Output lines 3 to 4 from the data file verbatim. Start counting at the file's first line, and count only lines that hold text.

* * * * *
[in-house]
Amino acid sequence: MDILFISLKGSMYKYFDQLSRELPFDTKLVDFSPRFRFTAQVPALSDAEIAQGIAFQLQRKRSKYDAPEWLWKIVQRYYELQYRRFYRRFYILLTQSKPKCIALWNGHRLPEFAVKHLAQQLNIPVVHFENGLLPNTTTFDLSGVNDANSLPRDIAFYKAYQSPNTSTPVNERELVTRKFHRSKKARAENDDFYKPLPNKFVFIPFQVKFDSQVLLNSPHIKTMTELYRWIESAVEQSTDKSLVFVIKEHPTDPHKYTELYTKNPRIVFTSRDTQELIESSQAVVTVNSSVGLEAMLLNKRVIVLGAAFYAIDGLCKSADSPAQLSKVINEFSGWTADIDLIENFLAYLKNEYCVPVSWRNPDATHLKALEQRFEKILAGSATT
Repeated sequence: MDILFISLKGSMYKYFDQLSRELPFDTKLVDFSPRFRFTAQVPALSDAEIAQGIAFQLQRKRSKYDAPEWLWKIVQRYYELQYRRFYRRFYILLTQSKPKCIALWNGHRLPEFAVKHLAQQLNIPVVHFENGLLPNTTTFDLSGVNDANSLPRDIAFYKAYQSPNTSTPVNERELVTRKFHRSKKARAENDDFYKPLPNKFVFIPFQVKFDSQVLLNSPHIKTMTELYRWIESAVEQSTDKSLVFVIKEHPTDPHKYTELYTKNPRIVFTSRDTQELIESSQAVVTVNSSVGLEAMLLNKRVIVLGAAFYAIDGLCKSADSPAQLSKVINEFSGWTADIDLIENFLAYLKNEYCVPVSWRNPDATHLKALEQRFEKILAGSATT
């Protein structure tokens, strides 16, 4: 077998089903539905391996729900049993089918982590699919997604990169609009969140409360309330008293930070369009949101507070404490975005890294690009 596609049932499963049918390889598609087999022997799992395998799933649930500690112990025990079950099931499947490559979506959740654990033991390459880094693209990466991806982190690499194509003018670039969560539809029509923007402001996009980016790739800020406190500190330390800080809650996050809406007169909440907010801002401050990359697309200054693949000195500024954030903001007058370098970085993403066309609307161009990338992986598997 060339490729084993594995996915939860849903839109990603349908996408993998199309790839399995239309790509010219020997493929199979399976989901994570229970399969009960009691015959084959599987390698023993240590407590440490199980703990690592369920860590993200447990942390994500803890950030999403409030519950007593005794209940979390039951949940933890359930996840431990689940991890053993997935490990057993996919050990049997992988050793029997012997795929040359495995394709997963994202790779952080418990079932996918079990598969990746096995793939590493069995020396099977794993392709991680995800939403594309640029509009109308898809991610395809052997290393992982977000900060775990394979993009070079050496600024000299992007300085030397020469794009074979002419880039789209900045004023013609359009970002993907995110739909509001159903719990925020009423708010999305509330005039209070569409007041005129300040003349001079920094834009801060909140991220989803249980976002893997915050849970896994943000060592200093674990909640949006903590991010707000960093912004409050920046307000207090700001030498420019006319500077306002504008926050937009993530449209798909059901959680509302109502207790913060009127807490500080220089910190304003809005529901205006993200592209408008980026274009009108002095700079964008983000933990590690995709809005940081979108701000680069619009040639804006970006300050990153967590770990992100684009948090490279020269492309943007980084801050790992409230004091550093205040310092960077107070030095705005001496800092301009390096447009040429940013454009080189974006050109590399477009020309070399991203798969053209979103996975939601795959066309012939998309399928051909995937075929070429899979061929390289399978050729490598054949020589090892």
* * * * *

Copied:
Repeated sequence: MDILFISLKGSMYKYFDQLSRELPFDTKLVDFSPRFRFTAQVPALSDAEIAQGIAFQLQRKRSKYDAPEWLWKIVQRYYELQYRRFYRRFYILLTQSKPKCIALWNGHRLPEFAVKHLAQQLNIPVVHFENGLLPNTTTFDLSGVNDANSLPRDIAFYKAYQSPNTSTPVNERELVTRKFHRSKKARAENDDFYKPLPNKFVFIPFQVKFDSQVLLNSPHIKTMTELYRWIESAVEQSTDKSLVFVIKEHPTDPHKYTELYTKNPRIVFTSRDTQELIESSQAVVTVNSSVGLEAMLLNKRVIVLGAAFYAIDGLCKSADSPAQLSKVINEFSGWTADIDLIENFLAYLKNEYCVPVSWRNPDATHLKALEQRFEKILAGSATT
């Protein structure tokens, strides 16, 4: 077998089903539905391996729900049993089918982590699919997604990169609009969140409360309330008293930070369009949101507070404490975005890294690009 596609049932499963049918390889598609087999022997799992395998799933649930500690112990025990079950099931499947490559979506959740654990033991390459880094693209990466991806982190690499194509003018670039969560539809029509923007402001996009980016790739800020406190500190330390800080809650996050809406007169909440907010801002401050990359697309200054693949000195500024954030903001007058370098970085993403066309609307161009990338992986598997 060339490729084993594995996915939860849903839109990603349908996408993998199309790839399995239309790509010219020997493929199979399976989901994570229970399969009960009691015959084959599987390698023993240590407590440490199980703990690592369920860590993200447990942390994500803890950030999403409030519950007593005794209940979390039951949940933890359930996840431990689940991890053993997935490990057993996919050990049997992988050793029997012997795929040359495995394709997963994202790779952080418990079932996918079990598969990746096995793939590493069995020396099977794993392709991680995800939403594309640029509009109308898809991610395809052997290393992982977000900060775990394979993009070079050496600024000299992007300085030397020469794009074979002419880039789209900045004023013609359009970002993907995110739909509001159903719990925020009423708010999305509330005039209070569409007041005129300040003349001079920094834009801060909140991220989803249980976002893997915050849970896994943000060592200093674990909640949006903590991010707000960093912004409050920046307000207090700001030498420019006319500077306002504008926050937009993530449209798909059901959680509302109502207790913060009127807490500080220089910190304003809005529901205006993200592209408008980026274009009108002095700079964008983000933990590690995709809005940081979108701000680069619009040639804006970006300050990153967590770990992100684009948090490279020269492309943007980084801050790992409230004091550093205040310092960077107070030095705005001496800092301009390096447009040429940013454009080189974006050109590399477009020309070399991203798969053209979103996975939601795959066309012939998309399928051909995937075929070429899979061929390289399978050729490598054949020589090892």